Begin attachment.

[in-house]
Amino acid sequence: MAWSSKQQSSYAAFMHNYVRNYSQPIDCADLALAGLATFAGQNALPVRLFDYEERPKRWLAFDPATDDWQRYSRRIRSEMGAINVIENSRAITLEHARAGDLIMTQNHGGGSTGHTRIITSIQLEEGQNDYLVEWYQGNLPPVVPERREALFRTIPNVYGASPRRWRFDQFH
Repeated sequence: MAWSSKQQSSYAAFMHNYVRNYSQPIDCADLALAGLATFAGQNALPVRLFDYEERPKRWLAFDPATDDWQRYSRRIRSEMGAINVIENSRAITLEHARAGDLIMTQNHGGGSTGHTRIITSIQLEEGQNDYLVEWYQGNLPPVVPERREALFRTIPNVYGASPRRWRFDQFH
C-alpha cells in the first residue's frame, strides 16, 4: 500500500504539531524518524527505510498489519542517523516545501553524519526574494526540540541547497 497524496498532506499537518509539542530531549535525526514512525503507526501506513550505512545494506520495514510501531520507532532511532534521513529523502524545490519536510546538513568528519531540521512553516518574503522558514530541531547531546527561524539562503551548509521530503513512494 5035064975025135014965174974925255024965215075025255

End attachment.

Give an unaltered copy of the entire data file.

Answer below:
[in-house]
Amino acid sequence: MAWSSKQQSSYAAFMHNYVRNYSQPIDCADLALAGLATFAGQNALPVRLFDYEERPKRWLAFDPATDDWQRYSRRIRSEMGAINVIENSRAITLEHARAGDLIMTQNHGGGSTGHTRIITSIQLEEGQNDYLVEWYQGNLPPVVPERREALFRTIPNVYGASPRRWRFDQFH
Repeated sequence: MAWSSKQQSSYAAFMHNYVRNYSQPIDCADLALAGLATFAGQNALPVRLFDYEERPKRWLAFDPATDDWQRYSRRIRSEMGAINVIENSRAITLEHARAGDLIMTQNHGGGSTGHTRIITSIQLEEGQNDYLVEWYQGNLPPVVPERREALFRTIPNVYGASPRRWRFDQFH
C-alpha cells in the first residue's frame, strides 16, 4: 500500500504539531524518524527505510498489519542517523516545501553524519526574494526540540541547497 497524496498532506499537518509539542530531549535525526514512525503507526501506513550505512545494506520495514510501531520507532532511532534521513529523502524545490519536510546538513568528519531540521512553516518574503522558514530541531547531546527561524539562503551548509521530503513512494 5035064975025135014965174974925255024965215075025255